Bobby WolffAugust 15th, 2017 at 2:09 pm

Hi Jim2,

Yes, my sources tell me that while our new government and its politics and “fake news” is still the #1 item of national concern, TOCM TM has maintained its #2 slot.

Bobby WolffAugust 15th, 2017 at 2:24 pm

Hi Slar,

No doubt, you may be right, unless the strong hand is short in clubs, then not so much.

After bidding only 2 diamonds and then hearing partner rebid 2NT (22-24) then, because of the ambiguity of Gerber and its ramifications, perhaps a slight distortion of a quantitative 4NT should be considered, as would just a blast to 6NT or even 6 clubs (limited in club strength by the first 2 diamonds and not 3 clubs, which should likely show 6, but at least to you and me, that suit looks like 6.

However, after first bidding 2 diamonds, I would not bid KCBW immediately over 2 of a major but rather 3 clubs and then raise the major, allowing partner’s strong hand to take control.

You have convinced me that 3 clubs should be the first response.

Iain ClimieAugust 15th, 2017 at 3:22 pm

Hi Bobby, Jim2,

I bid 5D and found partner’s bid had been stretched as if on a rack – 10x 109x 8x AQJ10xx. 5D still has fair play but DAQ alone were on my left although RHO had QJ8xxx AK87 xx x and 4H can make according to Deep Finesse, although it usually went off. Partner had a grumble about the 5D bid (still 31%, although LHO should maybe dbl) until I innocently asked where the rest of the high cards were.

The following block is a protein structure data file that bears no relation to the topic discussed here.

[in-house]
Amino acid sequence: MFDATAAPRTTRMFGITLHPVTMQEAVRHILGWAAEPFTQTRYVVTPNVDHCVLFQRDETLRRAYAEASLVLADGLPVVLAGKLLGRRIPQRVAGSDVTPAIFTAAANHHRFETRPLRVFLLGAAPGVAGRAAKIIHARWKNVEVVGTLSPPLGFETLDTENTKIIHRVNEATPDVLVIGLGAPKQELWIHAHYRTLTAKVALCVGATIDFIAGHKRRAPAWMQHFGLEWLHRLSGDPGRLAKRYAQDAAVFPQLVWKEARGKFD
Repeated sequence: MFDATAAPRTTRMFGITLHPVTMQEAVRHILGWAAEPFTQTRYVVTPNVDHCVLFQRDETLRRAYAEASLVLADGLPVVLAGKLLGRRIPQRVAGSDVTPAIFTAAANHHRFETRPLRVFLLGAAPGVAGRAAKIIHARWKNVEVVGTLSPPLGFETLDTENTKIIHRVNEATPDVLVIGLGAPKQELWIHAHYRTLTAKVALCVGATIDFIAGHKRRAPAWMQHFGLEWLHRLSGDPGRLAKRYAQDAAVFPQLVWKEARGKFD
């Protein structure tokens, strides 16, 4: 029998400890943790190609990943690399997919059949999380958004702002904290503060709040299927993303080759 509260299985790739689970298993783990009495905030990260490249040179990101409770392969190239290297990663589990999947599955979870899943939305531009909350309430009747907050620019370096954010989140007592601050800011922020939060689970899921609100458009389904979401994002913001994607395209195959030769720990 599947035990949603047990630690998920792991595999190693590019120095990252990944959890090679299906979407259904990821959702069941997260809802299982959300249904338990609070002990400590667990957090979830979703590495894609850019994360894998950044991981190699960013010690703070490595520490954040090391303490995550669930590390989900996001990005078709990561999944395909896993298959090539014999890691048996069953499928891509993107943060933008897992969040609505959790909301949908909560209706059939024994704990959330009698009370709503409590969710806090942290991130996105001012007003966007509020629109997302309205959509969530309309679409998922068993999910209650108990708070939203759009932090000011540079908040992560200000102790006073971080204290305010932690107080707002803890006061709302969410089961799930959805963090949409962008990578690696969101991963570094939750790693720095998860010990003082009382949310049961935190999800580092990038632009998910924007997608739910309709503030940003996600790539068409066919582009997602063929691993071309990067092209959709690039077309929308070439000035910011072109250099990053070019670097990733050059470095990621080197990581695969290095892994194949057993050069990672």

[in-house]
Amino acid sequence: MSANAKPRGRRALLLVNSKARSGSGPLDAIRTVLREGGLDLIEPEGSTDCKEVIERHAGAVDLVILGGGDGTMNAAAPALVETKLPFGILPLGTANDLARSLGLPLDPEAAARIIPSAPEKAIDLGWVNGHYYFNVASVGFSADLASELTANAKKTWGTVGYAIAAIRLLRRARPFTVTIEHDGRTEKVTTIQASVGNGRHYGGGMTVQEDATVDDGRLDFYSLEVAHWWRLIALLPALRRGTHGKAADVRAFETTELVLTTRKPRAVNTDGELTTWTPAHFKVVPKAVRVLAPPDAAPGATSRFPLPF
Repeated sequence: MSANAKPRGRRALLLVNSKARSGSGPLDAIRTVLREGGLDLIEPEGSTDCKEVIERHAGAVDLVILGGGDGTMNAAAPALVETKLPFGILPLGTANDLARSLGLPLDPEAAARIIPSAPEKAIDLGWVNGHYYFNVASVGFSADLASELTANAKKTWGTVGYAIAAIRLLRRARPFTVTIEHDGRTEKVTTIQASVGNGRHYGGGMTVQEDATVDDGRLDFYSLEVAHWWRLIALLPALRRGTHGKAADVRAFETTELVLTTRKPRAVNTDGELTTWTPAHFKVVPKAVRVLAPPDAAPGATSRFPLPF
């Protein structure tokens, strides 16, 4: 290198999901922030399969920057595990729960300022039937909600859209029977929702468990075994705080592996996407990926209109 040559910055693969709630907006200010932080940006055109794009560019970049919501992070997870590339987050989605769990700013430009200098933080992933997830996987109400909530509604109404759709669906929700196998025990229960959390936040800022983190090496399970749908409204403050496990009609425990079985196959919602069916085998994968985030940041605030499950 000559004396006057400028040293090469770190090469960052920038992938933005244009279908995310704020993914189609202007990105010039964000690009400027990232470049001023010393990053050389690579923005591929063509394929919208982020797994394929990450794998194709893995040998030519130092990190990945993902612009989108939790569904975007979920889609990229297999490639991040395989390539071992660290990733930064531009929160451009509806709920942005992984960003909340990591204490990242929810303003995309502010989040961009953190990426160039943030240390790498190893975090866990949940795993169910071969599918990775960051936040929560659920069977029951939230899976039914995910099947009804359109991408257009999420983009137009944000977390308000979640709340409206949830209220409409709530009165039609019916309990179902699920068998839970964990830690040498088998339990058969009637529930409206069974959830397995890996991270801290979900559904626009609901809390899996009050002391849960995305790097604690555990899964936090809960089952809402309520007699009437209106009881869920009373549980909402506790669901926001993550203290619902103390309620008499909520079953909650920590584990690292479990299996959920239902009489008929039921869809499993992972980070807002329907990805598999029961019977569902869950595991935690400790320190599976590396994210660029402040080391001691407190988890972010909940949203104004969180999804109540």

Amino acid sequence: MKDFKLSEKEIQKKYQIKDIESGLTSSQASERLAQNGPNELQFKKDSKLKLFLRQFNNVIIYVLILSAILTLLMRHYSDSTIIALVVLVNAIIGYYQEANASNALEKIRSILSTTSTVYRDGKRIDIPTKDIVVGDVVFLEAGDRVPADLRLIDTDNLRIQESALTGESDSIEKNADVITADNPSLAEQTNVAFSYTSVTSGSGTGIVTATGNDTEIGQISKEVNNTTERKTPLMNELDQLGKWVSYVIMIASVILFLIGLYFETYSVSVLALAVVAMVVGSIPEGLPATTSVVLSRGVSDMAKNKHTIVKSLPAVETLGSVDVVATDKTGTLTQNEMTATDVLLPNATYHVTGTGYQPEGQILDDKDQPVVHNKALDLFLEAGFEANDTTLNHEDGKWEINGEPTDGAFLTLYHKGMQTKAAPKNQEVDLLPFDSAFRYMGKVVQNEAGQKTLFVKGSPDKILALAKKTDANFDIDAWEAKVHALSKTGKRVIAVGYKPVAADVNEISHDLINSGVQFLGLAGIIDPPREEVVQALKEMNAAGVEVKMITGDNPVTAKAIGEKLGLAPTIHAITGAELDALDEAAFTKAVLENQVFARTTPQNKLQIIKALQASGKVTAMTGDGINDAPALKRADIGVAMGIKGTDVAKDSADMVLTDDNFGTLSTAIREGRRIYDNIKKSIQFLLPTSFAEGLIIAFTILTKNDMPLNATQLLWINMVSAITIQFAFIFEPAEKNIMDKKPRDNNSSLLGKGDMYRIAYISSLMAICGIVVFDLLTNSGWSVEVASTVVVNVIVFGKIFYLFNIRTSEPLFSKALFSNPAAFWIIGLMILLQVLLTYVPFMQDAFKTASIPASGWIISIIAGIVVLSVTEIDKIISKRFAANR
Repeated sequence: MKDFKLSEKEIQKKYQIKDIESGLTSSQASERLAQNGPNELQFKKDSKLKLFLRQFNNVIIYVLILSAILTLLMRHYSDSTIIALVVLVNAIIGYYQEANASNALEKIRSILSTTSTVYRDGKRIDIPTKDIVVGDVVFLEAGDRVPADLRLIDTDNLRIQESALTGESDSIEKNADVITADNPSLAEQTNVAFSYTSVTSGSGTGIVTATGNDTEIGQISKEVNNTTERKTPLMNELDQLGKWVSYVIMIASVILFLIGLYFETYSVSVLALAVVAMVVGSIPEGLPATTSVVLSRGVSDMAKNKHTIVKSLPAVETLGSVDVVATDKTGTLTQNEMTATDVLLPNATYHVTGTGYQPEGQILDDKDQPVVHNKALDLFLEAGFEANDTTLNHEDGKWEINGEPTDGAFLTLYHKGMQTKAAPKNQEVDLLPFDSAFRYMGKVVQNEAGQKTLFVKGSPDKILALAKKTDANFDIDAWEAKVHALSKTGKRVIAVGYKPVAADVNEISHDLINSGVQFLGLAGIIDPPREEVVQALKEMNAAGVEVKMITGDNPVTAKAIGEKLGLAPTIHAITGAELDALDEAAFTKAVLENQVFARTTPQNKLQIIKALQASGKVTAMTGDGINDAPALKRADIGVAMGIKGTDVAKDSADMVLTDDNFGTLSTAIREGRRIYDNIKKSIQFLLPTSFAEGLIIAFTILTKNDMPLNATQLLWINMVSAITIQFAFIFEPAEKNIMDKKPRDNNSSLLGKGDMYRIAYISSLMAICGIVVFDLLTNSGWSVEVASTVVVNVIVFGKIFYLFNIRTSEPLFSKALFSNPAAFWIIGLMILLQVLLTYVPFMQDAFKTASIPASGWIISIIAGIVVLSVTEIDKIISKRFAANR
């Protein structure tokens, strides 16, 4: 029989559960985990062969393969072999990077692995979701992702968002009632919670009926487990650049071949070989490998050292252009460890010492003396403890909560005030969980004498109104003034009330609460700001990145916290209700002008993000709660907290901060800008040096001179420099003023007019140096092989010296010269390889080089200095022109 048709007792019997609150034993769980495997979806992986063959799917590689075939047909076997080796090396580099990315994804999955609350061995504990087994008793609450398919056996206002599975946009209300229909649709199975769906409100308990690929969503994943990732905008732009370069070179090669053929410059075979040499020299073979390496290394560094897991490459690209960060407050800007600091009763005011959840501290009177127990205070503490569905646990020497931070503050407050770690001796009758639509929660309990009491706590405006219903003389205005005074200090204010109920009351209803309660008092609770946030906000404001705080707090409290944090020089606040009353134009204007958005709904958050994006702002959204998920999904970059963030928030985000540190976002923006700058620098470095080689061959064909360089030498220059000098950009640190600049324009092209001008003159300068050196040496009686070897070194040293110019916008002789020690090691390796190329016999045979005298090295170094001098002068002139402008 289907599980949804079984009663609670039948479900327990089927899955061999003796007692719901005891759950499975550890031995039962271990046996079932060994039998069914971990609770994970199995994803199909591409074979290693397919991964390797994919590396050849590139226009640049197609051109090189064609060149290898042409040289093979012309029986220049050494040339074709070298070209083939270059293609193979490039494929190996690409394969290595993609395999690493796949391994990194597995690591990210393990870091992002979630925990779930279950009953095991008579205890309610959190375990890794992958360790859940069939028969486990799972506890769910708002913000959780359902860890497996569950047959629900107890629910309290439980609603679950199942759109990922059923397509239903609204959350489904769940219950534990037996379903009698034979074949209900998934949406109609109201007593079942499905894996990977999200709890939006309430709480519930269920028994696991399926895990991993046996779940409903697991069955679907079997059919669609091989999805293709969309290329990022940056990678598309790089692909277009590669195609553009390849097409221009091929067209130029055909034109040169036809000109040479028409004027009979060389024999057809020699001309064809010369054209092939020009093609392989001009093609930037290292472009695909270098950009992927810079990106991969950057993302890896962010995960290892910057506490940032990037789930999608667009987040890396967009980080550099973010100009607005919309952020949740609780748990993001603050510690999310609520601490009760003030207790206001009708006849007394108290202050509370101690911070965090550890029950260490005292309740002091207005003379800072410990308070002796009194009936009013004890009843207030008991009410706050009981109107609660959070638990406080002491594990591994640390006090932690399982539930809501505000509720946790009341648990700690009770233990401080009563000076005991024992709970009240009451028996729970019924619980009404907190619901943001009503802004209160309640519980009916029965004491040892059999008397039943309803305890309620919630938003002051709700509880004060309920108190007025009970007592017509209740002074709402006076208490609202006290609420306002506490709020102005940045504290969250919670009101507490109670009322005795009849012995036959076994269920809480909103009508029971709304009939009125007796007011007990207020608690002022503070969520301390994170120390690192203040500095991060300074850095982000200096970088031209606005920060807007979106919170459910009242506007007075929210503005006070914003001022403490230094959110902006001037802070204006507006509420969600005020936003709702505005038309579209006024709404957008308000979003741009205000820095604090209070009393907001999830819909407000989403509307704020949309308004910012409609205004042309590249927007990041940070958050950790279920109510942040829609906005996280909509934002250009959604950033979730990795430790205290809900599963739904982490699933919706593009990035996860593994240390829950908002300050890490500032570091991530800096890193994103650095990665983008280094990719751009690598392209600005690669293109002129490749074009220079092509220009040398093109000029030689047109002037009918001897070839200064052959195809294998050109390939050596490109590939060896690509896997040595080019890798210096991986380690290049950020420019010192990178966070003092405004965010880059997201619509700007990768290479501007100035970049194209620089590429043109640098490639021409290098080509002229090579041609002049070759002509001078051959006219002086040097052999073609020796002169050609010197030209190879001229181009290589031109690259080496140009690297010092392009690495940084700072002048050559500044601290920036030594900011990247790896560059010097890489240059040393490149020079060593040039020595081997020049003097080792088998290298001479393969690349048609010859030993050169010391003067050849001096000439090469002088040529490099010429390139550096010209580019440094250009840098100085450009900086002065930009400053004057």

Agree with slar about 2NT being worth a look even though this is not an ideal hand for it. Bid 2D on this sort of hand and it is almost impossible to catch up except via an undignified bash later.


Iain ClimieAugust 15th, 2017 at 3:23 pm

Also, was it Helen Sobel or Dorothy Truscott who came up with the “First unimportant card shows attitude to opening lead” idea? I may have got this wrong…

Bill CubleyAugust 15th, 2017 at 6:13 pm

Paul Newman as Fast Eddy told Tom Cruise, “Money won is twice as good as money earned.” Forget technical skill, bridge players love stealing tricks and contracts the best. Being +1660 off 3 aces is always a great tale and a great memory.

Today’s declarer did well!

Bobby WolffAugust 15th, 2017 at 6:19 pm

Hi Iain,

I dunno who came up with that caveat, but strongly suspect it was not Helen. She was never
known as a bidding nor signalling innovator, only as an immaculate player and a consistent winner.

Bobby WolffAugust 15th, 2017 at 6:40 pm

And BTW everyone,

For those very numerate bridge players who are interested:

#3 in popularity interested in the USA are those who are in favor of global warming, closely followed by #4, those who hate minorities, just a small notch ahead of those, #5, who hate everybody.